When it first came into my head to say farewell to the 2021-2022 season with a top ten list, I also intended this essay to be something of a farewell to both South Florida Theater Magazine and South Florida as a whole. Instead, after a grand two months of living in Maryland and working at the Olney Theatre Center, I also find myself instead announcing that, as of Halloween, I have returned full time to the area to continue keeping an eye on the theatre scene and do… well, something or other!
I’ll probably tell a more nuanced story of my adventure away and unlikely return in a longer blog post one of these days, but the short version is basically as such: a decision, first, to depart for somewhere in particular, gradually transmuted into the idea that I needed to escape at any cost, which in turn led me to insert myself into a situation that, while not truly bad and in many ways illuminating, also wasn’t really ideal. In recognizing that I needed to change something about my circumstances, I came to what I now believe to be the false conclusion that leaving Florida entirely was the only solution, as opposed to trying to rearrange my life here in a way that would allow for greater freedom without requiring me to sever all existing ties.
While life in Maryland had its good points, in a deeper sense, working for a large organization that I could play little part in the actual functioning of felt somewhat hollow; and after a while the vague promise of future returns of a sort I wasn’t even sure I wanted could no longer outweigh the temptation to return to a community that I don’t think I ever truly wanted to leave. In addition, I have also decided that I am simply unwilling to live any longer without my kitty kat.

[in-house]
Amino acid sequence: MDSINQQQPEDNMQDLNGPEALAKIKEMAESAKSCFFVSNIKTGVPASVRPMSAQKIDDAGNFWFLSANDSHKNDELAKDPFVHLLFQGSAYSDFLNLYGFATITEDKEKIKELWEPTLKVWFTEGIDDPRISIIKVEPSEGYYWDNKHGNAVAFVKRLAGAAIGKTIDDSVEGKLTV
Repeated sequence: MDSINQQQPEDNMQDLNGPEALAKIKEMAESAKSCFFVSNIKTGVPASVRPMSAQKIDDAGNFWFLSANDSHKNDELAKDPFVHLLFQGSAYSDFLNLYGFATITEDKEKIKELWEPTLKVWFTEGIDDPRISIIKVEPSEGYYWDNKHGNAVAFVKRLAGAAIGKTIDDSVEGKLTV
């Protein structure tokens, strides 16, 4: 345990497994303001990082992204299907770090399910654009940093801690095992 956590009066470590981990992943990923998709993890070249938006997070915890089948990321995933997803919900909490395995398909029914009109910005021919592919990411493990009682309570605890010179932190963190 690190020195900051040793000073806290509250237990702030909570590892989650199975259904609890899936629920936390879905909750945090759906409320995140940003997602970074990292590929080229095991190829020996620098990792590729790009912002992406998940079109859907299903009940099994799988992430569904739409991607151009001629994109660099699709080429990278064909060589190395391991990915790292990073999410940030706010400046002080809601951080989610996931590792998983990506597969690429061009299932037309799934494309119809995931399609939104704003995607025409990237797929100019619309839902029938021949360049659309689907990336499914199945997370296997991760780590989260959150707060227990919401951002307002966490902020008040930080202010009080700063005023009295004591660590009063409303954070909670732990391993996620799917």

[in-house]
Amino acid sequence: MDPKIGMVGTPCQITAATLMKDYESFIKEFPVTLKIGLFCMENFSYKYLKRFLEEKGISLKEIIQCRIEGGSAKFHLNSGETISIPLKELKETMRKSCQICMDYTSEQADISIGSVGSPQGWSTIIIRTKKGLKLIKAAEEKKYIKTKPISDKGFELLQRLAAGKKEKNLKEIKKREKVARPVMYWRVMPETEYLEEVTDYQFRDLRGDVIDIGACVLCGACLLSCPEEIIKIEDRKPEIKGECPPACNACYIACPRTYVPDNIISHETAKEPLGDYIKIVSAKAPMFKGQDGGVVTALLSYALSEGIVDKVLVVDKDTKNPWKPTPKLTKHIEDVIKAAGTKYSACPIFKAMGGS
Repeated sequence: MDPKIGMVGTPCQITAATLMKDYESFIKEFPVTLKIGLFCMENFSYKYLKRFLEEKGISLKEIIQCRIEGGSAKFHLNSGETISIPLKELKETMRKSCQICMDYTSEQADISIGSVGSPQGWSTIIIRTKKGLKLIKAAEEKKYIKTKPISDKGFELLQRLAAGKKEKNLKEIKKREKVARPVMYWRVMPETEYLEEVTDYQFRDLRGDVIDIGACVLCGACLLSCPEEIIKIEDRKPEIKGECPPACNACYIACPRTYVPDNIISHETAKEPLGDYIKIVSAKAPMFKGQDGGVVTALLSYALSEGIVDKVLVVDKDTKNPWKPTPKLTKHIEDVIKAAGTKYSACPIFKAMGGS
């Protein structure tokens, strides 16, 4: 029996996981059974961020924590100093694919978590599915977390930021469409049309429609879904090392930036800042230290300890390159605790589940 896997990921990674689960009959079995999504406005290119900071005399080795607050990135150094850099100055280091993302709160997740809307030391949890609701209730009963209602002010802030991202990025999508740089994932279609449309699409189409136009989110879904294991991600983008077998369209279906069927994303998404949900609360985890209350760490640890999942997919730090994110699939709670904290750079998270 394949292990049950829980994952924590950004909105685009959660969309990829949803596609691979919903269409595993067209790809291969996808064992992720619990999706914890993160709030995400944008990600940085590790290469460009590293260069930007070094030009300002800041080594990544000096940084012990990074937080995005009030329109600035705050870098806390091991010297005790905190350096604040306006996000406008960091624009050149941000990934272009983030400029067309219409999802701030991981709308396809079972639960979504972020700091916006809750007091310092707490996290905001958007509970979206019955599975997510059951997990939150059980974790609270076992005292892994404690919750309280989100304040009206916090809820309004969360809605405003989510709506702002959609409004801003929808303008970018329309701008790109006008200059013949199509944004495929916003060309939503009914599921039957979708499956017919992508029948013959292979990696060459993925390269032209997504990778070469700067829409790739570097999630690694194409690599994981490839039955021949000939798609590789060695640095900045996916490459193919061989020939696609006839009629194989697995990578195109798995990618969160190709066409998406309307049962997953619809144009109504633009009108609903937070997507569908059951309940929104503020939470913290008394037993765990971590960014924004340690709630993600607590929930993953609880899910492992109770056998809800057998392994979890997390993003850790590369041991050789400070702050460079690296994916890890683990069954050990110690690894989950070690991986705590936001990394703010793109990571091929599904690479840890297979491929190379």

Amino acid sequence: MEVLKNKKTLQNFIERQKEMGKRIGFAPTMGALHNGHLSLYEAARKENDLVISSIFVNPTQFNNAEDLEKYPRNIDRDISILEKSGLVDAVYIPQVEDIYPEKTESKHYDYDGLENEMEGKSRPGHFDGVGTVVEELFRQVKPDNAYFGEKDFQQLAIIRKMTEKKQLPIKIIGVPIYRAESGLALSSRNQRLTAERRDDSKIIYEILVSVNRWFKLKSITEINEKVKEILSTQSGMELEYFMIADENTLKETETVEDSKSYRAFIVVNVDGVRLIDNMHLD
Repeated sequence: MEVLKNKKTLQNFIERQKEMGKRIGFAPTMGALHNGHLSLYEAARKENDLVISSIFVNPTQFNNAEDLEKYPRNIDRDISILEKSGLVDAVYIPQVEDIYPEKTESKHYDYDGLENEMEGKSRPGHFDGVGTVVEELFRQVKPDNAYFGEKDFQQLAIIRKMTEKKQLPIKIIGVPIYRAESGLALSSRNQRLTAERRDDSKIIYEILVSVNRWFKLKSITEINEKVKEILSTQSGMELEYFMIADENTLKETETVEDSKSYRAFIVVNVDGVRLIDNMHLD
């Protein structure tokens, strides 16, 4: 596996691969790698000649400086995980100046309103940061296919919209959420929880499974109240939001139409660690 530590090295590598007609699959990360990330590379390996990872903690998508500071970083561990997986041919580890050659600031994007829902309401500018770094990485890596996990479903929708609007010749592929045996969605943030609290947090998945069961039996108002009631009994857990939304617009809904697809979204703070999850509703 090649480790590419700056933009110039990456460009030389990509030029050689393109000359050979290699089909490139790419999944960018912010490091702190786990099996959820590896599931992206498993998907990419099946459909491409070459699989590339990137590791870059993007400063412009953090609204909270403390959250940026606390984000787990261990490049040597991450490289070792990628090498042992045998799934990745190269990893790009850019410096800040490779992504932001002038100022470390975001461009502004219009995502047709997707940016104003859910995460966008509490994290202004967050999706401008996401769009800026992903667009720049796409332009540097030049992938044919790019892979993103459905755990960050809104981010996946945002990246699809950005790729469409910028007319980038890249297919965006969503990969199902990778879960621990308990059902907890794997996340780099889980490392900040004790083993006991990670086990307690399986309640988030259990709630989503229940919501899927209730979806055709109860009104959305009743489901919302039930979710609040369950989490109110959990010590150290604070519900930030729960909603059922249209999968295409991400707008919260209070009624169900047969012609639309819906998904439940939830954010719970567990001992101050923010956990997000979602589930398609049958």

So, as odd as I know this sounds, it does not feel as if I was wrong in leaping away but that leaping was a necessary step in some strange, predestined process of self-discovery; that I left my position in a blaze of irreverent glory rather than having failed, and that coming home with an abundance of grand plans and renewed commitment is actually a non-linear step forward rather than a step back. And so leapt I have, hoping that if I merely continue following my insane whims, then by some Dionysian grace or other, everything will more or less work out.
But, back to the matter at hand: theatre criticism!! Why, exactly, it is that I decided to fashion myself a theatre critic when I actually hate being “critical” is still a little beyond me, besides the fact that I love seeing theatre, love contemplating theatre, and love to draw attention to the incredible work being done in theatre throughout South Florida. For this reason, you’ve probably noticed that I try to be as charitable as possible in my reviews while still being as truthful as possible, since I’d much rather give someone a debatably deserved compliment than be undeservedly cruel.